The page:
A new analysis has pointed out that continued investments by US pension funds in China has undermined Washington’s proposals to clamp down on Beijing despite the ongoing tensions, which have led to deterioration in relationship between the two countries since 2020. The ‘Rubicon Report’ by Future Union, a bipartisan non-profit organisation, public pension funds in 43 US states currently hold investments in China and Hong Kong. It also said that US-based public pension funds have invested more than $68 billion in China in the last 36 months.
Future Union named some of the largest allocators that include the California Public Employees’ Retirement System, which has made 80 investments totalling $7.86 billion; the San Francisco Employees’ Retirement System, which has invested $3.38 billion over 80 investments; the New York State Common Retirement Fund, which has invested $8.39 billion over 72 investments; and the California State Teachers’ Retirement System, which has invested $5.56 billion over 58 investments.
“In the past 12 months, 24 investments alone have been made, which should be acknowledged as support for the technological advancement of China,” the report said.
In all, the Future Union report said, various US public pension funds have more than $73.28 billion in Chinese stocks.
Expressing concern about the investment, Future Union executive director Andrew King told New York Post, “The threat posed by China to America’s national security is clear yet the managers of our retirees’ pensions and university endowments continue to feign ignorance and rue accountability, undermining America’s national interests.”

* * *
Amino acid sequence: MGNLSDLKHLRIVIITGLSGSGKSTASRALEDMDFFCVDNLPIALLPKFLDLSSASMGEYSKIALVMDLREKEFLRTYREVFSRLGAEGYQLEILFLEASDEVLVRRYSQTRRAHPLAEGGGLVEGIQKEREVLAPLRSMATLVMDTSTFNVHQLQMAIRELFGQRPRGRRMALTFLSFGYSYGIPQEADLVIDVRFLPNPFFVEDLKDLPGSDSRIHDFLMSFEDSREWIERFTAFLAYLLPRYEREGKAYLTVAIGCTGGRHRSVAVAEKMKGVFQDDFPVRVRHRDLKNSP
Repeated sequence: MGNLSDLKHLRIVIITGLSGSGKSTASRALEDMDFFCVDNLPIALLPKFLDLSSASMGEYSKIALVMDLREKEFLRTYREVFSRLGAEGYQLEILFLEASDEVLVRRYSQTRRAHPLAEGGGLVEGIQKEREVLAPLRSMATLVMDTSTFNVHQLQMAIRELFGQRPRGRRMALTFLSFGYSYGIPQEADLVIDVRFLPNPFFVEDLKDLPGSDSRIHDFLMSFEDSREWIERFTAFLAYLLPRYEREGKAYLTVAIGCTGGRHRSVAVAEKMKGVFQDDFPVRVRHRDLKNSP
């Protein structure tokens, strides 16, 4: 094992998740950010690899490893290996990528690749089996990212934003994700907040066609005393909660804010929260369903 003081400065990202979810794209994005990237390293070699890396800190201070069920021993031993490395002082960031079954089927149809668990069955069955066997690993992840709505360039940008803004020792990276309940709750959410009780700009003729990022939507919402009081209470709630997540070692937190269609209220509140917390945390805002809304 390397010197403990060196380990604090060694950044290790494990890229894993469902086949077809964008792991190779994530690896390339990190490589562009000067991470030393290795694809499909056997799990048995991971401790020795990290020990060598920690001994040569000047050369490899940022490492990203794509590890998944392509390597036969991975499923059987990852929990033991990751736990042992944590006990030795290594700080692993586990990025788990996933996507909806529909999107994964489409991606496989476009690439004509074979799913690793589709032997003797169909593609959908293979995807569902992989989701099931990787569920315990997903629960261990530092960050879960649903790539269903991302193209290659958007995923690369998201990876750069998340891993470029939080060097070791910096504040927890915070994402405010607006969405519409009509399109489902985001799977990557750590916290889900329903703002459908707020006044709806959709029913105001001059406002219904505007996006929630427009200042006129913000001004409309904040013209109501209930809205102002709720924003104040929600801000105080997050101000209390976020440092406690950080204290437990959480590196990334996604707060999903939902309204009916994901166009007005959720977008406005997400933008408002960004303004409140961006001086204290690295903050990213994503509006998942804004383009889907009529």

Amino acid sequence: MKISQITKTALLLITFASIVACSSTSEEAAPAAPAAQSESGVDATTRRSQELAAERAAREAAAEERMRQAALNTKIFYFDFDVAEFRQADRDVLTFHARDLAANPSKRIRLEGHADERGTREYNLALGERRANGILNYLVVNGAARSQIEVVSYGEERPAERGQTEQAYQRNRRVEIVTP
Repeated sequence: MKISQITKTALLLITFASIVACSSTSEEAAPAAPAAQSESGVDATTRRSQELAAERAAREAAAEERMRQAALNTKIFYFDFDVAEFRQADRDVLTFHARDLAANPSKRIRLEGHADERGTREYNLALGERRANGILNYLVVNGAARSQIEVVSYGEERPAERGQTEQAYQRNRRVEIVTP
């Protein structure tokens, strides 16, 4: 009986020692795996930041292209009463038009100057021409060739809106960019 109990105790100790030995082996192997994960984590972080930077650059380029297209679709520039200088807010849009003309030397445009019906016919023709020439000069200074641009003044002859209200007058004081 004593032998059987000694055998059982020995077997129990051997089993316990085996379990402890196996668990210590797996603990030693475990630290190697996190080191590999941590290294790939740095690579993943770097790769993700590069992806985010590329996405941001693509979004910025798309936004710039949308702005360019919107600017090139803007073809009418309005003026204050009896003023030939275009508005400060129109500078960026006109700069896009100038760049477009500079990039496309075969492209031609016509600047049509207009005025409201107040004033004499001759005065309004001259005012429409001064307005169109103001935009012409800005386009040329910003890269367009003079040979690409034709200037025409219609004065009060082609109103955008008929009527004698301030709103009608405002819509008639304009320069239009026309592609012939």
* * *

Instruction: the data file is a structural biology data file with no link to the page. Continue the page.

“That must end now,” he added.
The non-profit report also mentioned that some private university funds have also made questionable investments, but the total amount is unclear as they do not have the same reporting requirements as public institutions.
But there were some major investments by leading university funds – $155 million by Princeton, $80 million by Stanford, $50 million by Yale, $22 million by Massachusetts Institute of Technology and $10 million by Carnegie Mellon.
Mr King, however, said not every investment is directed towards an illegal activity, adding that many institutions don’t even know that their funds are being invested in the Chinese market.
“Not every fund is a villain, and this report highlights the pensions, endowments, and non-profit funds that are leading on this issue. Others should follow their lead and take meaningful action,” he added.
Mr King said that investing in Chinese stocks is tempting given that Beijing tightly controls its market and can artificially inflate returns.
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